I will admit that I am tired of debates that are mostly logic puzzles. I am tired of moving symbols around on paper. Alts and plan texts that are empty phrases don’t do it for me anymore. The novelty of postmodern critique that verges on--or actually takes the leap into--nihilism has worn off. I don’t think there’s much value anymore in affirming what we all know: That things can be deconstructed and that they contain contradictory concepts. It is time for us to move beyond this recognition into something else. Debate can be a game with meaning.

Warrants: I will not vote for assertions that don’t at least have some warrant behind them. You can’t say “algae blooms,” and assume I will fill in the internals and the subsequent impacts for you. You don’t get to just say that some counter-intuitive thing will happen. You need a reason that that lovely regionally based sustainable market will just magically appear after the conveniently bloodless collapse of capitalism. I’m not saying I won’t vote for that. I’m just saying you have to make an argument for why it would happen. NOTE: I need a good warrant for an "Independent Voting Issue" that isn't an implication of a longer argument, procedural, or somehow otherwise developed. Just throwing something in as a “voter” will not get the ballot. I reserve the right to gut-check these. If there is not warrant or if the warrant makes no sense to me, I won't vote on it.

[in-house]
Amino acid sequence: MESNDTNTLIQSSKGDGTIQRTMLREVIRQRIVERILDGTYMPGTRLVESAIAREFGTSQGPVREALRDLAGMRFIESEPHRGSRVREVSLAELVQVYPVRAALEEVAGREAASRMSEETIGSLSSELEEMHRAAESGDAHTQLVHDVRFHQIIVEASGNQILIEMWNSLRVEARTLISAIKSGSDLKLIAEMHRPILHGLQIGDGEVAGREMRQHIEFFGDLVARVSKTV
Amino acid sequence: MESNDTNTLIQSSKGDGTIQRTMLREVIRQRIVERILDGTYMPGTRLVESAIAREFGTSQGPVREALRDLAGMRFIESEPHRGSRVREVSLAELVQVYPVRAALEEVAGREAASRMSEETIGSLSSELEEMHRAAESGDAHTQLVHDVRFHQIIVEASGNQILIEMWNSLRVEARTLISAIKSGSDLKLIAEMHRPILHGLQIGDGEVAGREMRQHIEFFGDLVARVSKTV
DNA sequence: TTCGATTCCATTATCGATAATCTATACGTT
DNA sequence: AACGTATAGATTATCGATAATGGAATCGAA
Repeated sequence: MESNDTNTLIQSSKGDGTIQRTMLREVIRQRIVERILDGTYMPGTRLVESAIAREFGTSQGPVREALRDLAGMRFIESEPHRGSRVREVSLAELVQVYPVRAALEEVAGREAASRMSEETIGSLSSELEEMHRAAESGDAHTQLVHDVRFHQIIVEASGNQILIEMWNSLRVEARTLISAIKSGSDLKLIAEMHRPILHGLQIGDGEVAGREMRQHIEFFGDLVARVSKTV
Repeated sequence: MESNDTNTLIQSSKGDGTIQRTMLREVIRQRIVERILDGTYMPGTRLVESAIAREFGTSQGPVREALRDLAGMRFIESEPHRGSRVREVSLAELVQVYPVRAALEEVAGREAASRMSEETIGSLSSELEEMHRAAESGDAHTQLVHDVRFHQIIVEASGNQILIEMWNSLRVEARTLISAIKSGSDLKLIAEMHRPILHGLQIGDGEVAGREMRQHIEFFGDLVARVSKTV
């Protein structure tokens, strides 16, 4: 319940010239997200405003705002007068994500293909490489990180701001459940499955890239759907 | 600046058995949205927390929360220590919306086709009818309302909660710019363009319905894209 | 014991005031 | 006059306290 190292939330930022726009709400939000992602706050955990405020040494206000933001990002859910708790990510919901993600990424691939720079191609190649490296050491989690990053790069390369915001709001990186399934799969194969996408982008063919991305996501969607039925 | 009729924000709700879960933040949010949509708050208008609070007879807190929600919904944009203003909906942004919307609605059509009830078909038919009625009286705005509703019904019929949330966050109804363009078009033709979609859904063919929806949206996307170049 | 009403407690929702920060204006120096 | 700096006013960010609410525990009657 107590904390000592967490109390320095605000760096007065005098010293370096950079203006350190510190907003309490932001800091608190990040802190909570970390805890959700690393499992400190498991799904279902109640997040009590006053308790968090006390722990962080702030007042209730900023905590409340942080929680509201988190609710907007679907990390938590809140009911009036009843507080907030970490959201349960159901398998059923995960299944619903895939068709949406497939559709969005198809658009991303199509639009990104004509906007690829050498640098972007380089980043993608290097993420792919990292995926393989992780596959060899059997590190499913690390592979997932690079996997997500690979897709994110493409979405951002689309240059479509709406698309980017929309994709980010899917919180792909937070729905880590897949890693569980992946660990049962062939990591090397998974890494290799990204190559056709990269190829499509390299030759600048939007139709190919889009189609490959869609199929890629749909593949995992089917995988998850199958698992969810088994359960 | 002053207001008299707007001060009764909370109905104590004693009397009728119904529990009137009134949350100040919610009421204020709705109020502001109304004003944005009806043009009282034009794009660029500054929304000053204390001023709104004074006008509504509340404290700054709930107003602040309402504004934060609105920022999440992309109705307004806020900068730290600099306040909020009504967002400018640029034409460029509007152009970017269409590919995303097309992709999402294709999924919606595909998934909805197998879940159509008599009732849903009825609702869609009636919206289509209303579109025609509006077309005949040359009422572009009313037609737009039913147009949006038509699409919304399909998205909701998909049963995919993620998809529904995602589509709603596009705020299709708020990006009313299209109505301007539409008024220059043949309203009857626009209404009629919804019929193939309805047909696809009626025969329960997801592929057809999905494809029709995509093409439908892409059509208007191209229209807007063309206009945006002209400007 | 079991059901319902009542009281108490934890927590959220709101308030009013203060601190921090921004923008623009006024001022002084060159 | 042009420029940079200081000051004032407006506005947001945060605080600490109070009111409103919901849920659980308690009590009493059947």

Defense can win, too. That doesn’t mean that a weaker offensive argument with risk can’t outweigh defense, it simply means that just saying, “oh that’s just defense,” won’t make the argument go away for me. Debate is not football. There’s no presumption in the NFL, so that analogy is wrong.

You need to deal with all the line-by-line stuff but should not fail to frame things (do the big picture work) for me as well. It’s pretty rare that I vote on one response but it’s equally rare that I will vote on the most general level of the ideas. In a bind, I will vote for what’s easier to believe and/or more intuitive.

Speed is fine as long as you are clear. There are days when I need you to slow down a tad. I have battled carpal/cubital tunnel off and on for a few years and sometimes my hand just does not work quite as well. I’ll tell you if you need to clear up and/or slow down, but not more than a couple of times. After that, it’s on you.

Please slow down for the alt texts, plans, advocacies, etc., and give me a copy too. If I don’t have it, I can’t vote for it.

Strong Viewpoints: I haven’t yet found "the" issue that I can’t try to see all sides of.